Numerous peer-reviewed studies have shown an association between cell phone use and the development of brain tumors. According to a Mar. 2008 meta-analysis of cell phone studies there is a "consistent pattern" connecting cell phone use and an increased risk of developing glioma, a type of brain tumor.  A Mar. 31, 2009 study found that long term cell phone use (10 years +) "approximately doubles the risk" of being diagnosed with glioma on the same side of the head where the cell phone is held.  In Apr. 2013 another study of Swedish cell phone users also found an association between cell phone use and the development of glioma and acoustic neuroma - a benign tumor formation on the nerve near the ear.  That study’s conclusions were confirmed by a different study in Apr. 2014.  Other studies published from 2005-2013 have similarly concluded that there is an association between cell phone use and increased risk of developing brain and head tumors.    
This is a powerful tool when troubleshooting an Android as it allows you to rule out poorly written, malfunctioning, or troublesome applications as possible causes. If you have a bad app or have installed a bad update for an app and your phone stops responding properly or starts having issues then you could put your phone into Safe Mode, uninstall that bad app, take your phone out of Safe Mode and be good to go, which actually brings us to our next objective, how to turn on Safe Mode and how to take your cell phone out of Safe Mode.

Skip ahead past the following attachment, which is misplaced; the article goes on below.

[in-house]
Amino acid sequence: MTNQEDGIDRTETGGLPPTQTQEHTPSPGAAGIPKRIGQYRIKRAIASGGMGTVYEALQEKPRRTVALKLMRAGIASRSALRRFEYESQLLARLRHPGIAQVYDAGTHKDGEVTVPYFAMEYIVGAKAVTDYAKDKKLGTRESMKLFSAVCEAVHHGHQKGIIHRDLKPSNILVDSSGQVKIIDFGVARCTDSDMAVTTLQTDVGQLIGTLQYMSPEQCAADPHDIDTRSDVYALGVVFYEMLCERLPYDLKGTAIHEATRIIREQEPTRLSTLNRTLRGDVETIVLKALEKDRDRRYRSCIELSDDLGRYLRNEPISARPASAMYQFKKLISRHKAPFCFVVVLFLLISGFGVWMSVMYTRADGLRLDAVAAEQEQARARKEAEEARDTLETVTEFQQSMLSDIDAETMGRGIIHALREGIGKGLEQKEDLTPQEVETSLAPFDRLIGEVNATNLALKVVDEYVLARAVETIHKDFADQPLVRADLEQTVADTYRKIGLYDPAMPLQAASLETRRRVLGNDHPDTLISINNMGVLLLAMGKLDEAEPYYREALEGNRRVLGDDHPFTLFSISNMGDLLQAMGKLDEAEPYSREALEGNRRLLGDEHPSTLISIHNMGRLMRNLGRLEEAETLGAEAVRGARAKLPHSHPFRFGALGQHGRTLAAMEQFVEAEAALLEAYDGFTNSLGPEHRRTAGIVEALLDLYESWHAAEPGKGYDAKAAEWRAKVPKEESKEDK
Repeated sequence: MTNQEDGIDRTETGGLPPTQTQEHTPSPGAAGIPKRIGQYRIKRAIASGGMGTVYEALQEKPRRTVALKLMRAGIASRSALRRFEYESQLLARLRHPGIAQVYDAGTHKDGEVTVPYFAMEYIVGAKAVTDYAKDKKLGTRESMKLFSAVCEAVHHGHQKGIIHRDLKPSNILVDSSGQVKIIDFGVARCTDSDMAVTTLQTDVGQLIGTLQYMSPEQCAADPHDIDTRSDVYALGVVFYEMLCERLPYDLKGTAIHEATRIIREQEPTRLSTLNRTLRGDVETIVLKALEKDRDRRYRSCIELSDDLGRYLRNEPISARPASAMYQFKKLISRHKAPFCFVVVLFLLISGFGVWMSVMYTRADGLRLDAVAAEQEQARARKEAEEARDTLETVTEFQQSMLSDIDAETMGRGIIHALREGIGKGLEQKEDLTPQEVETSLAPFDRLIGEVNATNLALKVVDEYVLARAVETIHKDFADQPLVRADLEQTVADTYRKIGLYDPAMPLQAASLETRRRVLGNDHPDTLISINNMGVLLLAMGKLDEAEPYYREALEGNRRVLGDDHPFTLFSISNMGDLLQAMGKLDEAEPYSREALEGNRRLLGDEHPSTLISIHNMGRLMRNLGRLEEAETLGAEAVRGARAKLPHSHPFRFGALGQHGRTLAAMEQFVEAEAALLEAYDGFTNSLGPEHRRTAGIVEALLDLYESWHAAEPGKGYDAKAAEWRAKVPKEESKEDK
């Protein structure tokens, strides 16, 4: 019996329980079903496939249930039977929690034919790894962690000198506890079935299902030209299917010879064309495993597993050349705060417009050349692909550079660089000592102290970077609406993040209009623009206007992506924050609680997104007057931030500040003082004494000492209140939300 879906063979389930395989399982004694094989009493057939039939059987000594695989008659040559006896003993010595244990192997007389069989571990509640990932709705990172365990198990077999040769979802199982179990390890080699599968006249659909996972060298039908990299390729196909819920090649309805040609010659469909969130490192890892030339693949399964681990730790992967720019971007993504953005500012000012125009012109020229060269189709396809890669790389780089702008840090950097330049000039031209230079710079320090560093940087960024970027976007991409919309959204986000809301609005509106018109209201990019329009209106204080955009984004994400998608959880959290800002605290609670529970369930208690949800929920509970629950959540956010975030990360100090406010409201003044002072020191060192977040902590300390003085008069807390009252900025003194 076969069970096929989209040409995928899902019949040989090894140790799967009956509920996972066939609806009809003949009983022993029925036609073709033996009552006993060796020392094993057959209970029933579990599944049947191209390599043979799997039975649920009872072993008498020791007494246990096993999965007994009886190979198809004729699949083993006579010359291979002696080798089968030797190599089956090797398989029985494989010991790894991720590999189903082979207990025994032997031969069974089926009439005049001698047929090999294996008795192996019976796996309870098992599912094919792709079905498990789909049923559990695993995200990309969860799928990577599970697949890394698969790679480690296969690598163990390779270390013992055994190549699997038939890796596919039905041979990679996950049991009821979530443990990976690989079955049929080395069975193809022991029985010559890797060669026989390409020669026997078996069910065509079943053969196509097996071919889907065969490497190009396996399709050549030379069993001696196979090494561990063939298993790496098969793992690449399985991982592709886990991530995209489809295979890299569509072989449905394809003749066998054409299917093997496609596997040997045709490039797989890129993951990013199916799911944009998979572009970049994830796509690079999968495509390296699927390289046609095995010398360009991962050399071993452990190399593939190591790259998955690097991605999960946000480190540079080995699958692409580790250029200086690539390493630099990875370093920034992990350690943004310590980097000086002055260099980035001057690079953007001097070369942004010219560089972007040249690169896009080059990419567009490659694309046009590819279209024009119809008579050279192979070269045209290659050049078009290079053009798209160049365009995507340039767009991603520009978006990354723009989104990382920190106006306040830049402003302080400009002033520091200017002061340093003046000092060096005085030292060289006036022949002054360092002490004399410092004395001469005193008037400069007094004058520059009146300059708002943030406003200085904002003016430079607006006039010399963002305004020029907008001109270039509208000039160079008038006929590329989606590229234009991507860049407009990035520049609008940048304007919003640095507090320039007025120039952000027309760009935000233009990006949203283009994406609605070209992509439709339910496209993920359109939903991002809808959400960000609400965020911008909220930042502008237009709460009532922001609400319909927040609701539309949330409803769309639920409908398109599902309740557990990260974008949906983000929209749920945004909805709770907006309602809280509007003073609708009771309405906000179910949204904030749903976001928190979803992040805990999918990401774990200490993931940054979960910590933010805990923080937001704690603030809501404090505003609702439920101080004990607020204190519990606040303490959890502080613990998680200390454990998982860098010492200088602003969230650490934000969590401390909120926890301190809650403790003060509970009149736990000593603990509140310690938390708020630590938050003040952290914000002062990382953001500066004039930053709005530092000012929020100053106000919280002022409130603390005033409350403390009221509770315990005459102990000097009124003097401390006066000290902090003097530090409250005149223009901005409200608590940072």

A 2012 study by NCI researchers (25) compared observed glioma incidence rates in U.S. SEER data with rates simulated from the small risks reported in the Interphone study (6) and the greatly increased risk of brain cancer among cell phone users reported in the Swedish pooled analysis (19). The authors concluded that overall, the incidence rates of glioma in the United States did not increase over the study period. They noted that the US rates could be consistent with the small increased risk seen among the subset of heaviest users in the Interphone study. The observed incidence trends were inconsistent with the high risks reported in the Swedish pooled study. These findings suggest that the increased risks observed in the Swedish study are not reflected in U.S. incidence trends.
Nevertheless, a group of scientists got together in the mid-2000s, calling themselves the BioInitiative Working Group. This group, which largely consisted of wireless radiation researchers, has written a harsh reply as feedback to the reports claiming that posed no health risks. The reply lists a wide range of health effects scientists at the European Commission have unfortunately either ignored or dismissed.